Monthly Archives July 2018

ZOMBI TIME EATERS: An Entire Day On the Couch With an Italian Franchise

On a Monday in early July, I took advantage of my day off to watch all five installments in the Italian Zombi pentalogy. Starting by watching Dario Argento’s cut of Dawn of the Dead, titled Zombi for its Italian release, all the way through 1988’s Zombi 5: Killing Birds, it was all gut-munching, all day. Inspired by Severin’s recent Blu-ray releases of Zombi 3 and Zombie 4: After Death, I figured I might as well see what all the fuss was about. It was an odd experience, since I was experiencing some of the films for the umpteenth time, while
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CINEPUNX Episode 83: THE SEVENTH SEAL, PERSONA

http://media.blubrry.com/cinepunx/p/www.cinepunx.com/wp-content/uploads/2018/07/Cinepunx_Episode_83.mp3Podcast: Play in new window | DownloadSubscribe: Apple Podcasts | Android | RSSCINEPUNX IS HERE! Hey friends, thanks for joining us for a new episode of Cinepunx! On this episode we begin what will hopefully be a returning journey into the films of Ingmar Bergman, with The Seventh Seal and Persona.  We are no Bergman scholars but we do our best to dive into these films. As always, we would love your input as to how we did, what could be better, and what resources we should check out for further conversations. As always thanks to our Patreon supporters and to our
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WHO CAN KILL A CHILD? Only One Person, Evidently

If you’ve never seen Narciso Ibáñez Serrador’s 1976 killer kid movie, Who Can Kill A Child? (aka Island of the Damned, aka Who Could Kill a Child?, aka Death is Child’s Play, aka The Hex Massacre, aka Trapped), be prepared to be slightly bored for about 80 minutes of its nearly two-hour runtime. It’s not due to the usual slower pace of ‘70s European horror films, but rather due to some legitimate issues with the flow of the film. Who Can Kill A Child? falls in the category of films which pad their running time with what feels like ages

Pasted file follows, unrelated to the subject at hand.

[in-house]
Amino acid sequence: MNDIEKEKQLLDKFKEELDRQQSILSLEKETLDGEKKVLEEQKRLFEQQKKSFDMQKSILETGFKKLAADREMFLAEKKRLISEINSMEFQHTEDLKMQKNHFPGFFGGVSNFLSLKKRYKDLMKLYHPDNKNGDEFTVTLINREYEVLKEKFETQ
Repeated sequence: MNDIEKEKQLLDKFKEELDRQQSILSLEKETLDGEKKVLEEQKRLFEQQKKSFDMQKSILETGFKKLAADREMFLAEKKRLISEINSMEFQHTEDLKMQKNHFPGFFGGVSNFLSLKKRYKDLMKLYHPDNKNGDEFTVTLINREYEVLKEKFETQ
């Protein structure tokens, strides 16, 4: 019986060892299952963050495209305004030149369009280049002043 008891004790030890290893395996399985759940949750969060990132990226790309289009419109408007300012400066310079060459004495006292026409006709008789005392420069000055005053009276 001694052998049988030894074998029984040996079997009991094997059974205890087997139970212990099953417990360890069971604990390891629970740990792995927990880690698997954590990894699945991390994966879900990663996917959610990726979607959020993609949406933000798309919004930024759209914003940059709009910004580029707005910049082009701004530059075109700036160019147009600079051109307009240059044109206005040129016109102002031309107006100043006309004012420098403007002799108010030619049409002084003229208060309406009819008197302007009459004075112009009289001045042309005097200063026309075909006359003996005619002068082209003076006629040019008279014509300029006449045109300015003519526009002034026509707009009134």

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GODMONSTER OF INDIAN FLATS provides social commentary & a mutated sheep

Oh, my flipping lord. The American Genre Film Archive has once again dove into the Something Weird vault to clean up and release another stylistic mashup to turn your mind inside out. In this case, it’s 1973’s Godmonster of Indian Flats, whose plot summary barely does it justice: “Just when you thought it was safe to go back to the petting zoo! From the singular mind of infamous artist Fredric C. Hobbs (ALABAMA’S GHOST, ROSELAND), this is the story of an eight-foot-tall toxic sheep monster that blows up gas stations, smashes crooked politicians, and terrorizes stoners. In the words of
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Purgin’ It, or How THE FIRST PURGE Gives Us What We Need

There’s an old talking point that says when Republicans are in office, we get better horror films. It’s not entirely inaccurate, either; a quick look at the horror boom in the early 1980s probably provides the easiest and best evidence of this idea, considering what was happening not only stateside but in the world. Some of you may be too young to remember the Cold War (I’m old, and I barely do), but with Ronald Reagan’s masterful “Bear in the Woods” tactics tricking America into thinking doom and demise were around the corner, the social climate was set up perfectly
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SWEET SWEETBACK’S BADASSSSS SONG Has Never Been Sung So Sweetly

If you go into Melvin Van Peebles’ 1971 film, Sweet Sweetback’s Baadasssss Song, expecting “blaxploitation” as we’ve come to know it, you’re going to be sorely disappointed. You’d think, given the film’s elevated status, more folks would understand the fact that this is a supremely political polemic against the system. But no, first time viewers expect something like Shaft or Superfly, and get all weirded out by the fact that this is 50% French New Wave and the rest is unapologetically pro-black and anti-establishment. “Director/writer/producer/editor/composer Melvin Van Peebles stars as a black orphan raised in a brothel and groomed to
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XTRO: Not All Aliens Are Friendly, or Cute, or Particularly Lucid

Second Sight’s Blu-ray restoration of the 1980 alien possession film, Xtro, is the best the British director Harry Bromley-Davenport’s movie has ever looked. Well, kind of. There are multiple versions of the film on the disc that’s out now, including a re-colored version by the director himself.Stick with the Second Sight restoration. Bromley-Davenport’s version looks pretty nice during daylit scenes, but if there’s any darkness, the contrast gets blown out so bad the white positively glares. It’s a visual nightmare that does more harm than good. Anyhow, the film, should you not be familiar with it from the Horror Business
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